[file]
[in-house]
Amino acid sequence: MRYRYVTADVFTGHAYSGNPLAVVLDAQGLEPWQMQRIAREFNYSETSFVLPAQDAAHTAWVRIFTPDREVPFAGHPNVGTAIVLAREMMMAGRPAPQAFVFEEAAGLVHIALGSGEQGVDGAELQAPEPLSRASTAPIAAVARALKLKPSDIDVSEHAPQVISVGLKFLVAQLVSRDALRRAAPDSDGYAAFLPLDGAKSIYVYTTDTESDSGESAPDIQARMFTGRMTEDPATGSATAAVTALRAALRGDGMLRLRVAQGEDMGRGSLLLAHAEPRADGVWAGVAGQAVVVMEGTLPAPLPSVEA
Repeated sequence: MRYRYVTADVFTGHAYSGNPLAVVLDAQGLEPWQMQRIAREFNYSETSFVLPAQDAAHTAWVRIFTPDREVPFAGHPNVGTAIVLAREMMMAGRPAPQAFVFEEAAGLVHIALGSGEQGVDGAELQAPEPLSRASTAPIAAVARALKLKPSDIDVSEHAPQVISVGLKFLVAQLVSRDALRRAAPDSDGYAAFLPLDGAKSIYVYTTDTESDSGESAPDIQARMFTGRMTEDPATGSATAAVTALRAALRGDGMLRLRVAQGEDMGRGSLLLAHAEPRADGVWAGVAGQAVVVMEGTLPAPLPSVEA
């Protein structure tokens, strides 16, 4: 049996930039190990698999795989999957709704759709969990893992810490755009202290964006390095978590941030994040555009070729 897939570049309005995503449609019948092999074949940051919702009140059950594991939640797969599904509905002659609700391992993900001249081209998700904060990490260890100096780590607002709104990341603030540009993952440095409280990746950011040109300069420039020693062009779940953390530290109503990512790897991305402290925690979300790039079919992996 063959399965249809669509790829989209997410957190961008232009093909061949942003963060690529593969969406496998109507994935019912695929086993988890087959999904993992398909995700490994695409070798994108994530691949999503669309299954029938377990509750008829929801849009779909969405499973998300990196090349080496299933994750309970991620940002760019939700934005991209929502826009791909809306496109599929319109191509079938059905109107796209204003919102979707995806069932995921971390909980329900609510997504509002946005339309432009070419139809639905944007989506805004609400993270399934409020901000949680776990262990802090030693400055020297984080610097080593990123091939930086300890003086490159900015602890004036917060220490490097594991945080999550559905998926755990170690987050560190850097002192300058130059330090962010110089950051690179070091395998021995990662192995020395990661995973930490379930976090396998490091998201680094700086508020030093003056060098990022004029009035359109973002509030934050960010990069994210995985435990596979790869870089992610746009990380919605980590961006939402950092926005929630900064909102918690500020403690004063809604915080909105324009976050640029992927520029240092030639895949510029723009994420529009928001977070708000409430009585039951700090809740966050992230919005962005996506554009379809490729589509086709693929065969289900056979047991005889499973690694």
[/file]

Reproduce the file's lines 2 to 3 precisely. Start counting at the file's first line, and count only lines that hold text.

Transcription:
Amino acid sequence: MRYRYVTADVFTGHAYSGNPLAVVLDAQGLEPWQMQRIAREFNYSETSFVLPAQDAAHTAWVRIFTPDREVPFAGHPNVGTAIVLAREMMMAGRPAPQAFVFEEAAGLVHIALGSGEQGVDGAELQAPEPLSRASTAPIAAVARALKLKPSDIDVSEHAPQVISVGLKFLVAQLVSRDALRRAAPDSDGYAAFLPLDGAKSIYVYTTDTESDSGESAPDIQARMFTGRMTEDPATGSATAAVTALRAALRGDGMLRLRVAQGEDMGRGSLLLAHAEPRADGVWAGVAGQAVVVMEGTLPAPLPSVEA
Repeated sequence: MRYRYVTADVFTGHAYSGNPLAVVLDAQGLEPWQMQRIAREFNYSETSFVLPAQDAAHTAWVRIFTPDREVPFAGHPNVGTAIVLAREMMMAGRPAPQAFVFEEAAGLVHIALGSGEQGVDGAELQAPEPLSRASTAPIAAVARALKLKPSDIDVSEHAPQVISVGLKFLVAQLVSRDALRRAAPDSDGYAAFLPLDGAKSIYVYTTDTESDSGESAPDIQARMFTGRMTEDPATGSATAAVTALRAALRGDGMLRLRVAQGEDMGRGSLLLAHAEPRADGVWAGVAGQAVVVMEGTLPAPLPSVEA